2017 Belfast, Northern Ireland

Ninth International Conference of Museums for Peace

The International Network of Museums for Peace held its 9th International Conference in Belfast, Northern Ireland, 10-13 April 2017.

The conference also marked the 25th anniversary of INMP, a global network of peace museums, peace gardens and other peace related sites, centres and institutions that share the aim to cultivate a global culture of peace.

The conference theme, “Cities as Living Museums for Peace”, highlighted Belfast’s social and political transformation from a divided, troubled city to a one which models peace consciousness through postconflict healing and reconciliation.

The 9th International Conference of Museums for Peace was co-hosted by Visit Belfast and Ulster University. The conference included participation by directors and curators of human rights and peace museums, peace educators, journalists, artists, musicians, architects, policy makers, as well as researchers, scholars, and students of history, museum studies, cultural memory studies, international relations, international ethics, and interdisciplinary subjects.

“Visit Belfast, with funding support from Tourism Northern Ireland and Belfast City Council, has continually promoted the city as a vibrant conference and business tourism destination.” said Laurie Scott, Director of Business Tourism at Visit Belfast. “Now, ‘Peace, Anthropology & Conflict Resolution’ has been identified as a priority for growth within the conferencing sector in Belfast so we are thrilled that INMP has chosen the city as the venue for this 9th International Conference of Museums for Peace.”

Ulster University has been globally renowned for the impact of its peace and conflict transformation research through INCORE – the International Conflict Research Institute – headquartered at the University’s Magee campus in Derry-Londonderry.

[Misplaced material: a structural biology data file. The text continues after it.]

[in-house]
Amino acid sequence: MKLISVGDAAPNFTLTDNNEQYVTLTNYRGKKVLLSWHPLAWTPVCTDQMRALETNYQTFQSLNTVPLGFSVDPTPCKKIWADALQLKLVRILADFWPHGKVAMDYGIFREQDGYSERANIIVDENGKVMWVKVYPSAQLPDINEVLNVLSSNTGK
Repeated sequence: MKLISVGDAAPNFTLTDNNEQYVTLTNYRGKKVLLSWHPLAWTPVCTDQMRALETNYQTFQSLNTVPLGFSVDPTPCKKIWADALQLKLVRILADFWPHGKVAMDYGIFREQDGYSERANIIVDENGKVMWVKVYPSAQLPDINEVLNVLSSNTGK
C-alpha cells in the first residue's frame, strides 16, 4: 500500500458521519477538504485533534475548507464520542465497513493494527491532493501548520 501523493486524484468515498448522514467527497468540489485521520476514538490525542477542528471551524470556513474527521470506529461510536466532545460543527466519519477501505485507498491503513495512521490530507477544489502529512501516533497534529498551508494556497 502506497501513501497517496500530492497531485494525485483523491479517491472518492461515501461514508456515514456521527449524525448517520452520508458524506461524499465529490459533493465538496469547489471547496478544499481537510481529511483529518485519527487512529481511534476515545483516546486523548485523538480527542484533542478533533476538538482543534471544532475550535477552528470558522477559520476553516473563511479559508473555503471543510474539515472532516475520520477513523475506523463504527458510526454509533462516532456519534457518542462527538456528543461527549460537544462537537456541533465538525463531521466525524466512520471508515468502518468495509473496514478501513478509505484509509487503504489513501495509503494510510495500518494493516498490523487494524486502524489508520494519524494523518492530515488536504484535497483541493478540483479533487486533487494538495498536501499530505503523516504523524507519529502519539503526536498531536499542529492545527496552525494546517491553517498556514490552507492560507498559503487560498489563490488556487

Dr Máire Braniff, Director of INCORE at Ulster University said: “The opening day of the Conference (April 10) marks the 19th anniversary of the signing of the Good Friday Agreement/Belfast Agreement, the most important and far-reaching agreement in the Northern Ireland peace process of the 1990s. The Opening Reception of the Conference will be held at Stormont (Parliament Buildings) on the same estate where the historic agreement was signed. It will therefore help reflect on an historic event in our region whilst refocusing our attention on the importance of conflict transformation work both locally and internationally.”

The Conference included keynote addresses, symposia, workshops, paper and panel presentations, and a poster exhibition, as well as optional visits to historic sites and museums for peace. In addition to the conference theme, current issues and themes related to museums for peace were discussed. These topics included new developments in museum studies (museology), and the changing roles of museums for peace in the global age. For example, what is the role of museums for peace in education; in post-conflict healing and reconciliation processes; in the nuclear disarmament movement; in clarifying contested memories and multiple historical interpretations; and in raising awareness about socially-sanctioned, structural violence?